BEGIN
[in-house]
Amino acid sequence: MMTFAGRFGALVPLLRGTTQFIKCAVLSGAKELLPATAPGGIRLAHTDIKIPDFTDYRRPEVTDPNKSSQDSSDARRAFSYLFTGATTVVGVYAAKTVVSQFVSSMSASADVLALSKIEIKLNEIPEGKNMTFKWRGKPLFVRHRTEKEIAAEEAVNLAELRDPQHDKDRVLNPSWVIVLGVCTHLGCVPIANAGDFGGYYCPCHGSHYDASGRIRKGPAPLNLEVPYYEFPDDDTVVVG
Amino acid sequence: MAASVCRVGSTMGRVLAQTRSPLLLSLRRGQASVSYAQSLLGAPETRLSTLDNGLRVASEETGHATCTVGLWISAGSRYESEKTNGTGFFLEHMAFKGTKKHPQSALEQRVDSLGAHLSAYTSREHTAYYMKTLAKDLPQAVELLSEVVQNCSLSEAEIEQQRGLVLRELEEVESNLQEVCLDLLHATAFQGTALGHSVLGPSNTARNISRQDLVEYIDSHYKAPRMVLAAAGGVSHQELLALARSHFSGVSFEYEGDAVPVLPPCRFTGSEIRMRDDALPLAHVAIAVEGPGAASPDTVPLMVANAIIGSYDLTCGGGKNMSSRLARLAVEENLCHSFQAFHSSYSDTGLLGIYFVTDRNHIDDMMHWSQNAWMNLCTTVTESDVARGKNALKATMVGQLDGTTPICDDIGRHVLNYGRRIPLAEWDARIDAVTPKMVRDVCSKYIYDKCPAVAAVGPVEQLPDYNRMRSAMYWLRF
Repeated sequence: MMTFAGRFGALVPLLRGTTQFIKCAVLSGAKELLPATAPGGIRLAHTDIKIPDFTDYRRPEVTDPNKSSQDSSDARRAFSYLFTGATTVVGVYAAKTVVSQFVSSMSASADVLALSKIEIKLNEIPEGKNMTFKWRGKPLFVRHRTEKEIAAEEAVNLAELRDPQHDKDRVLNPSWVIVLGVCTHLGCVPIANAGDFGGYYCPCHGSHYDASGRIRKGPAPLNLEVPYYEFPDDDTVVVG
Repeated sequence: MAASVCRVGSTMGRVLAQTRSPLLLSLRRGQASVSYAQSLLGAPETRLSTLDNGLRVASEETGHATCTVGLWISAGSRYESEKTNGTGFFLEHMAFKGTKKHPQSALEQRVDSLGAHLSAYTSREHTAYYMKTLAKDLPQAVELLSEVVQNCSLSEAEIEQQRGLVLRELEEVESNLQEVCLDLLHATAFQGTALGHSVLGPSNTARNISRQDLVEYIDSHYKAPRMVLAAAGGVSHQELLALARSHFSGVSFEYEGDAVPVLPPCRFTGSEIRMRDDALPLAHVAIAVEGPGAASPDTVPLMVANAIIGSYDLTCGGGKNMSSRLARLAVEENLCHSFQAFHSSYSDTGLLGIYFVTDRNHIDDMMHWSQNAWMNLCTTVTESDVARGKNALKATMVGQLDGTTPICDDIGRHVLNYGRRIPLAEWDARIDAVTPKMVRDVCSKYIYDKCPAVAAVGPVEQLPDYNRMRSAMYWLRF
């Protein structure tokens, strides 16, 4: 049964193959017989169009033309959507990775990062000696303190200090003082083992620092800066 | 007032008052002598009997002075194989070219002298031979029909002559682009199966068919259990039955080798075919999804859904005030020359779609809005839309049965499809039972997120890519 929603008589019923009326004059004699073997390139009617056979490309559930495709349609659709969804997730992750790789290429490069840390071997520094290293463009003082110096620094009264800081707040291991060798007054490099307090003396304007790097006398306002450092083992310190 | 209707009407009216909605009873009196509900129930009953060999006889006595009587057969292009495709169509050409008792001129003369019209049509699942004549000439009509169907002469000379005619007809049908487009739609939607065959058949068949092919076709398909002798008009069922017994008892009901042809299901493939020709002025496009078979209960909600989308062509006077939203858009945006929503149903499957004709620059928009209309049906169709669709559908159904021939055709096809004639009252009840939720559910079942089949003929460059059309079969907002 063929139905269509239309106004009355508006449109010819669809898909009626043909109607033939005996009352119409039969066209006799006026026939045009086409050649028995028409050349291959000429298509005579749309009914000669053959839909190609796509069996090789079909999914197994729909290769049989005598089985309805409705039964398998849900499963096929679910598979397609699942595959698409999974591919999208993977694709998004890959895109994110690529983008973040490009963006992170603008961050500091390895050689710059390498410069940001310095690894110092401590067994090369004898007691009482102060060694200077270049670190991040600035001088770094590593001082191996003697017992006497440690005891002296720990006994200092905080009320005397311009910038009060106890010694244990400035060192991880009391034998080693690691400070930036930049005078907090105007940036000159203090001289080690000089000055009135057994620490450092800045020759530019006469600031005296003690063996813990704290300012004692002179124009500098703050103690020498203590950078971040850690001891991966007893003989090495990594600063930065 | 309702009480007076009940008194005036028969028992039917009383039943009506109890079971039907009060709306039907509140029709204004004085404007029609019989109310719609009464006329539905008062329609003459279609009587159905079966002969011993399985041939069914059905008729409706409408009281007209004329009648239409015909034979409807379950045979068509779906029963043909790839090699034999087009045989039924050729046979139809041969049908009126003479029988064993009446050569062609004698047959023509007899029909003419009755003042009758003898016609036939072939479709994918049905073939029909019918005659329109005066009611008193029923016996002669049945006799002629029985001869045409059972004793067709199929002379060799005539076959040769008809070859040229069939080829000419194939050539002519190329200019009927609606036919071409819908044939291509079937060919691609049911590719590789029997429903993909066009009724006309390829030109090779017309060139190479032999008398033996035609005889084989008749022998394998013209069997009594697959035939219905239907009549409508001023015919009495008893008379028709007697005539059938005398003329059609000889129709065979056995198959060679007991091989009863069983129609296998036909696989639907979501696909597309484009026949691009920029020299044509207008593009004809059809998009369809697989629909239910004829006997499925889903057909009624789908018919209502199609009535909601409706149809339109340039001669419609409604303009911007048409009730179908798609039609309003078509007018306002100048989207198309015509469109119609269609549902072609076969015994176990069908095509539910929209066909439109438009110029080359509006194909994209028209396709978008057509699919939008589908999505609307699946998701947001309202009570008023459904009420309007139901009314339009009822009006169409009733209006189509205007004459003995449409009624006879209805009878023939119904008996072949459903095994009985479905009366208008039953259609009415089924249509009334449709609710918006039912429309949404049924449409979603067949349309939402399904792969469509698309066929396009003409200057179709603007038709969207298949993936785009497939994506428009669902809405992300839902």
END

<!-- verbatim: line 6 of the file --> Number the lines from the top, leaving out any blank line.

């Protein structure tokens, strides 16, 4: 049964193959017989169009033309959507990775990062000696303190200090003082083992620092800066 | 007032008052002598009997002075194989070219002298031979029909002559682009199966068919259990039955080798075919999804859904005030020359779609809005839309049965499809039972997120890519 929603008589019923009326004059004699073997390139009617056979490309559930495709349609659709969804997730992750790789290429490069840390071997520094290293463009003082110096620094009264800081707040291991060798007054490099307090003396304007790097006398306002450092083992310190 | 209707009407009216909605009873009196509900129930009953060999006889006595009587057969292009495709169509050409008792001129003369019209049509699942004549000439009509169907002469000379005619007809049908487009739609939607065959058949068949092919076709398909002798008009069922017994008892009901042809299901493939020709002025496009078979209960909600989308062509006077939203858009945006929503149903499957004709620059928009209309049906169709669709559908159904021939055709096809004639009252009840939720559910079942089949003929460059059309079969907002 063929139905269509239309106004009355508006449109010819669809898909009626043909109607033939005996009352119409039969066209006799006026026939045009086409050649028995028409050349291959000429298509005579749309009914000669053959839909190609796509069996090789079909999914197994729909290769049989005598089985309805409705039964398998849900499963096929679910598979397609699942595959698409999974591919999208993977694709998004890959895109994110690529983008973040490009963006992170603008961050500091390895050689710059390498410069940001310095690894110092401590067994090369004898007691009482102060060694200077270049670190991040600035001088770094590593001082191996003697017992006497440690005891002296720990006994200092905080009320005397311009910038009060106890010694244990400035060192991880009391034998080693690691400070930036930049005078907090105007940036000159203090001289080690000089000055009135057994620490450092800045020759530019006469600031005296003690063996813990704290300012004692002179124009500098703050103690020498203590950078971040850690001891991966007893003989090495990594600063930065 | 309702009480007076009940008194005036028969028992039917009383039943009506109890079971039907009060709306039907509140029709204004004085404007029609019989109310719609009464006329539905008062329609003459279609009587159905079966002969011993399985041939069914059905008729409706409408009281007209004329009648239409015909034979409807379950045979068509779906029963043909790839090699034999087009045989039924050729046979139809041969049908009126003479029988064993009446050569062609004698047959023509007899029909003419009755003042009758003898016609036939072939479709994918049905073939029909019918005659329109005066009611008193029923016996002669049945006799002629029985001869045409059972004793067709199929002379060799005539076959040769008809070859040229069939080829000419194939050539002519190329200019009927609606036919071409819908044939291509079937060919691609049911590719590789029997429903993909066009009724006309390829030109090779017309060139190479032999008398033996035609005889084989008749022998394998013209069997009594697959035939219905239907009549409508001023015919009495008893008379028709007697005539059938005398003329059609000889129709065979056995198959060679007991091989009863069983129609296998036909696989639907979501696909597309484009026949691009920029020299044509207008593009004809059809998009369809697989629909239910004829006997499925889903057909009624789908018919209502199609009535909601409706149809339109340039001669419609409604303009911007048409009730179908798609039609309003078509007018306002100048989207198309015509469109119609269609549902072609076969015994176990069908095509539910929209066909439109438009110029080359509006194909994209028209396709978008057509699919939008589908999505609307699946998701947001309202009570008023459904009420309007139901009314339009009822009006169409009733209006189509205007004459003995449409009624006879209805009878023939119904008996072949459903095994009985479905009366208008039953259609009415089924249509009334449709609710918006039912429309949404049924449409979603067949349309939402399904792969469509698309066929396009003409200057179709603007038709969207298949993936785009497939994506428009669902809405992300839902």